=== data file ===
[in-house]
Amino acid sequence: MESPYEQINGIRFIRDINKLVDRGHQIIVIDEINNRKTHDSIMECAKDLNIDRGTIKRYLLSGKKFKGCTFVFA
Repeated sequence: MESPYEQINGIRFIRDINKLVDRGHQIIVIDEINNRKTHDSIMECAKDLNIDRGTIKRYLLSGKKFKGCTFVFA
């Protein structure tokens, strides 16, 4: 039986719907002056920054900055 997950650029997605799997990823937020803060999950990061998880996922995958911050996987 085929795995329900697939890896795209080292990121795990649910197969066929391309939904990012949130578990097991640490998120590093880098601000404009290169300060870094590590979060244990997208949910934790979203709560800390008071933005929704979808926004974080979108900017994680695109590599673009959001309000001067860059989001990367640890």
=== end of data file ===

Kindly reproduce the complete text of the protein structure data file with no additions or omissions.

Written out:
[in-house]
Amino acid sequence: MESPYEQINGIRFIRDINKLVDRGHQIIVIDEINNRKTHDSIMECAKDLNIDRGTIKRYLLSGKKFKGCTFVFA
Repeated sequence: MESPYEQINGIRFIRDINKLVDRGHQIIVIDEINNRKTHDSIMECAKDLNIDRGTIKRYLLSGKKFKGCTFVFA
């Protein structure tokens, strides 16, 4: 039986719907002056920054900055 997950650029997605799997990823937020803060999950990061998880996922995958911050996987 085929795995329900697939890896795209080292990121795990649910197969066929391309939904990012949130578990097991640490998120590093880098601000404009290169300060870094590590979060244990997208949910934790979203709560800390008071933005929704979808926004974080979108900017994680695109590599673009959001309000001067860059989001990367640890």